It can help to find a way to commemorate the person you have lost, like placing bench somewhere that was special to her in her memory, like the people who put them in the park. Others write messages to their lost loved on and attach them to balloons that they release on special anniversaries. It certainly helps to revisit places you went to together and helps bring back memories of better times that you spent together, but whatever you choose to do, you have to acknowledge that that person existed and made an impact on your life that you can celebrate, even when you are missing them and that however long it takes for you to find a way forward, that is OK and it is normal to struggle with that, but she will never be truly gone from you, because her memory lives on in your heart and your mind.

You are not alone. All of us here understand and are here for a similar reason. We will find our way. So will you, but perhaps you need to 'cut yourself some slack', as the expression goes and let yourself miss your mum and acknowledge that that is alright, no matter how long it is since you lost her. It is unlikely you will ever be who you were before you lost her or that you will ever 'get over it', but why would you? You can't lose someone who has been so important in your life and just forget about them or stop missing them. That is Ok and it always will be.

Keep talking to us and we will always try to help and will be here for as long as you need us.

Sending you strength and an understanding hug.  :hug:


Offline HkDhali

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Re: Hello I am new
« Reply #2 on: May 12, 2019, 03:45:28 PM »
Thank you so much. I found I lost a lot of interests.  The one thing that has helped me is pottering in the garden. My mum loved her garden. I am sad I don't have plants or trees from her house. But I have a garden so I can plan in memorial tree for her. It would be a walnut tree for me. Nothing else has really helped. But that is not reaching out to others or to family.

I have a daughter so that is poignant to think about our relationship. Thank you again

Offline Sandra61

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Re: Hello I am new
« Reply #3 on: May 12, 2019, 09:15:26 PM »
That sounds lovely and is a positive way to remember her.

It's a long slow process recovering from a loss so close to you, but it will slowly get better. Just be gentle and patient with yourself.

Keep talking to us. We are here for as long as you need us. :hearts:

Offline Karena

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Re: Hello I am new
« Reply #4 on: May 13, 2019, 12:47:37 PM »
I lost my mum in 2004 so long ago and yet only yesterday i found myself welling up -over a half roll of wallpaper left over from the last time she decorated her bedroom - or thats what i thought it was, it was just sat in a cupboard but when i pulled the end it turns out she has cut it up i assume for drawer liners - which was typical of my mums waste not want not lifestyle. so a mix of happy as well because it also made me laugh not in a nasty way but because it was so typical of her and  as i was up there waiting for some varnish to dry as i am re-sufacing her scratched dressing table, it is almost as though she wanted me to find the liners-  I will of course now be using them.

Before she died she stayed with us and she loved to watch the birds so we put a feeder next to the window where she could see them. After she died my husband moved the birdfeeder and filled pots with her favourite plants and created an area for me, which was a kind of memorial added a bench and water feature and it became a place i would go just for ten minutes a day or so with a brew - not a sad place but just a time out place. When my husband died i had to move so i took it with me put it in the new garden and added his favourite plants so it remains a refuge - and again not in a sad way though as its full of life.I dont think it matters that it wasnt her plants of his plants but ones which they loved and which was symbolic of them.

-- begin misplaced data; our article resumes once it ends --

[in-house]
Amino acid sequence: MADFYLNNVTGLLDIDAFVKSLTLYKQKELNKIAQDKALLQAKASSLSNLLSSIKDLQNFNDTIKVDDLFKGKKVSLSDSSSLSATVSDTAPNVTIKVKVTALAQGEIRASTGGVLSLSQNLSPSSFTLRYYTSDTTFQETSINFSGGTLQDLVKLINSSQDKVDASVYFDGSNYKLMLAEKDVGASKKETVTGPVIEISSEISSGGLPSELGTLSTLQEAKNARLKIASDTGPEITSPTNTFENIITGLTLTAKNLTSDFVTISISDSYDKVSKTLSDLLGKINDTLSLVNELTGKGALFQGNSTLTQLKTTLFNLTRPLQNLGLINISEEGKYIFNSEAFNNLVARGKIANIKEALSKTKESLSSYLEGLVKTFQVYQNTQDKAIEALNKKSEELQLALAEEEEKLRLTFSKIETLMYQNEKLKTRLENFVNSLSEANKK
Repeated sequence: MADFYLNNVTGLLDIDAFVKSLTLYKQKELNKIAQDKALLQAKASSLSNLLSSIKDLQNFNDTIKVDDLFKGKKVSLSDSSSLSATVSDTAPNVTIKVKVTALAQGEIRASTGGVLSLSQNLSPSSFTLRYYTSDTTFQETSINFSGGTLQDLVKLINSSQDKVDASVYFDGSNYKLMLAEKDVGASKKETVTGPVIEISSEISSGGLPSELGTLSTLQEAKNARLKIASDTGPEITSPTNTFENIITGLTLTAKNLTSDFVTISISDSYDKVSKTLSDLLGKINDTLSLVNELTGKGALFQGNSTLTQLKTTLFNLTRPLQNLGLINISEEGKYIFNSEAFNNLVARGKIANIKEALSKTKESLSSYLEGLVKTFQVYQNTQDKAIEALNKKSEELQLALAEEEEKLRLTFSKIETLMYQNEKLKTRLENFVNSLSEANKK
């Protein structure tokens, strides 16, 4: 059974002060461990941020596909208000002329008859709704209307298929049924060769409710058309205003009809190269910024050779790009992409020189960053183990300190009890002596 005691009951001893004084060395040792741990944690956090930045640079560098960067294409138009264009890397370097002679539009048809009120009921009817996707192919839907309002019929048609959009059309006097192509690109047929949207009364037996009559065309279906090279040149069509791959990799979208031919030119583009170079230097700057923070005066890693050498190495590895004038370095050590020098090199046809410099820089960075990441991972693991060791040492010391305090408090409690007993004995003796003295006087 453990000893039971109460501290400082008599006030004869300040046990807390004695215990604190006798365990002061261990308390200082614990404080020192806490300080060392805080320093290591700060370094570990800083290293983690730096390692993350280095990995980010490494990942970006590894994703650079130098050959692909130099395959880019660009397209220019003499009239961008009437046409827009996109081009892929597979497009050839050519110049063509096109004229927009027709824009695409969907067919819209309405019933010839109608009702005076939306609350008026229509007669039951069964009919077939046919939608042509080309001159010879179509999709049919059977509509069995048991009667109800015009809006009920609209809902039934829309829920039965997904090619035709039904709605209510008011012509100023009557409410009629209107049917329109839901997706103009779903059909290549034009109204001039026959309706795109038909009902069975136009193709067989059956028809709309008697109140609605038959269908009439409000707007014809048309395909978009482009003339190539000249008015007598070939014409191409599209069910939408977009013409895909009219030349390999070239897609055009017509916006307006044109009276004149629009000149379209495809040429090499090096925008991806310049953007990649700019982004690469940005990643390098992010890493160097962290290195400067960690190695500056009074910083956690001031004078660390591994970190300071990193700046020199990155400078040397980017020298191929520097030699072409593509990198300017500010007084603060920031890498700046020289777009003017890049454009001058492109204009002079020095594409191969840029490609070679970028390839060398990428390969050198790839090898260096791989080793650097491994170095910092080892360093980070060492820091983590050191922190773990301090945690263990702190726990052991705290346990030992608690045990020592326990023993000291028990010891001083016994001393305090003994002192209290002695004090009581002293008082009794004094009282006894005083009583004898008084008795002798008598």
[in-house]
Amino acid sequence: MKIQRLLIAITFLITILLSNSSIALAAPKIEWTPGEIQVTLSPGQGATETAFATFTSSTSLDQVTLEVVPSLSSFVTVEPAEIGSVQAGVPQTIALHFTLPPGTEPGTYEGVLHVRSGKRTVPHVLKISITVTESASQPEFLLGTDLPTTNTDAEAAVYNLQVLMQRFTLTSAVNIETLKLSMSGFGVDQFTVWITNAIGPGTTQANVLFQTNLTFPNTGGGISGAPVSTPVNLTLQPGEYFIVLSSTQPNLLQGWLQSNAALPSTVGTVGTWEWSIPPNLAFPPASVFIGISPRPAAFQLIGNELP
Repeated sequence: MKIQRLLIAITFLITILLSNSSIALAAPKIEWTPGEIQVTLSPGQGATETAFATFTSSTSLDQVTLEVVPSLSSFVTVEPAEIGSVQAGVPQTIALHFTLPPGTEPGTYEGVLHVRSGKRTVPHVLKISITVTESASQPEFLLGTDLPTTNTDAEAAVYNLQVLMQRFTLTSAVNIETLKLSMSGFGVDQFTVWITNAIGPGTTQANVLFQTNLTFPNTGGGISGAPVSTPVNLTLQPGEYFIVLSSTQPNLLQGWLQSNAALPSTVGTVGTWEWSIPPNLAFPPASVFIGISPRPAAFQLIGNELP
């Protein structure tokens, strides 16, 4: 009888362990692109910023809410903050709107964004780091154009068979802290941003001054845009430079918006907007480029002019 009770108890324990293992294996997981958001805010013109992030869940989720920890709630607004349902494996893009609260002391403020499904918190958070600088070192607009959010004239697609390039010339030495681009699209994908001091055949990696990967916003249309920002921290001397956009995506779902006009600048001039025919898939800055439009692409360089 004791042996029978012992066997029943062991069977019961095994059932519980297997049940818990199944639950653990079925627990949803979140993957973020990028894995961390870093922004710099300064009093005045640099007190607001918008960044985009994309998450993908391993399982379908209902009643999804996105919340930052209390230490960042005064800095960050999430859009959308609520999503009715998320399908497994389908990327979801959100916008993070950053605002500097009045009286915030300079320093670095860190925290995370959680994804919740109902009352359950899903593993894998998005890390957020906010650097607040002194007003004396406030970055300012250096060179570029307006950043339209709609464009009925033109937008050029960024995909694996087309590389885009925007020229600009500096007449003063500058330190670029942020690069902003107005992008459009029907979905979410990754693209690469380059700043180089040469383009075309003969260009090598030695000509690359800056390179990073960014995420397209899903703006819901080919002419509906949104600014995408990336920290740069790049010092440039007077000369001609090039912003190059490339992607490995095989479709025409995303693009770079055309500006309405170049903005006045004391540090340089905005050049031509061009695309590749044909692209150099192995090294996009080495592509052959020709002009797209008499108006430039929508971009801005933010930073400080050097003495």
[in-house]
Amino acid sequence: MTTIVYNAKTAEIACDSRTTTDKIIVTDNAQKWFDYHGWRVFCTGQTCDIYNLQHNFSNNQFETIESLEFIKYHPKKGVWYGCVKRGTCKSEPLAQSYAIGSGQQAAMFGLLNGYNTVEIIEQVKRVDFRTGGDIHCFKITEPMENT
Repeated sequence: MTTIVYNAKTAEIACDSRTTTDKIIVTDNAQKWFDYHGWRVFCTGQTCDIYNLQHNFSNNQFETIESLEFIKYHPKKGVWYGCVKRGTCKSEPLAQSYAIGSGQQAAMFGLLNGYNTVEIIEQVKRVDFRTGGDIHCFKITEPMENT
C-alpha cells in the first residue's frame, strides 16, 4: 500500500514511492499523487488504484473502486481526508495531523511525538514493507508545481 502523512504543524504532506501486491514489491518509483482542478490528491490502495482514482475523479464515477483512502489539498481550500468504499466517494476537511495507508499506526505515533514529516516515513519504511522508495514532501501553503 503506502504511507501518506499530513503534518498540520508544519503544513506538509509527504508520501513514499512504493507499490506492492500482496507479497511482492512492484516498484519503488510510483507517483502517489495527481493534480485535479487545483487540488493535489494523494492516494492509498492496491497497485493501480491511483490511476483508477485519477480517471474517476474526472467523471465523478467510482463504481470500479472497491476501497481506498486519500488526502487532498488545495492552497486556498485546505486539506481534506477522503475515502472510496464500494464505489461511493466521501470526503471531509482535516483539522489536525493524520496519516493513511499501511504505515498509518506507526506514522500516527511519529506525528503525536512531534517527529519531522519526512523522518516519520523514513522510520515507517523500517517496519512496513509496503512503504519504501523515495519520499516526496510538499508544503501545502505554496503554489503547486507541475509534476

Offline green dragon

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Re: Hello I am new
« Reply #5 on: May 14, 2019, 12:38:29 PM »
it also made me laugh not in a nasty way but because it was so typical of her

that made me smile, too :-) I love finding stuff like that. One of the things my Mum used to do is tie a string in a rather complicated manner around things she wanted to keep together. It's a bit of a pain to untie but it makes me smile every time!

HkDhali, I think planting one (or more) tree that either your Mum liked or that would mean something for you in remembering her is a great idea. I also want to do the same thing. If we're lucky, they last a long time, they are pretty and make really good reminders. You can even sit underneath and think about the loved one and via the tree you feel their presence a bit more physical, if you miss that (I still do). Also, they are helping the environment. Perfect gift/rememberence, I say.

Offline Karena

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Re: Hello I am new
« Reply #6 on: May 15, 2019, 11:24:35 AM »
We dont all have the luxury of the space but my son in laws Aunt in Joburg runs a business from a unit there and at the back is a big piece of what was wasteland - One of her employess was sadly killed,and she planted an idigenous tree, but then had the idea that everytime she gets a new employee they get a tree as well - also familly if some-one marries a new member comes in, if some-one has a baby the baby gets a tree, if some-one dies who hasnt already got a tree - so from before she started doing it then they get one as well - its turned a bit of waste ground into a beautiful oasis, and even though she doesnt own it, so theoretically when she retires some-one might decide to develop on it, she is hoping that it will remain as it is and become her legacy. I think its a lovely idea and even if it does go in the end, it will have helped the environment even temporarilly - but they do tend to value trees out there - maybe because of the heat, but all the new housing estates have trees in the public areas along roadsides etc so i think if a similar size /type of business came in they would probably keep it.

Offline green dragon

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Re: Hello I am new
« Reply #7 on: May 15, 2019, 10:58:47 PM »
Karena, that is one of the most beautiful things I have heard :-)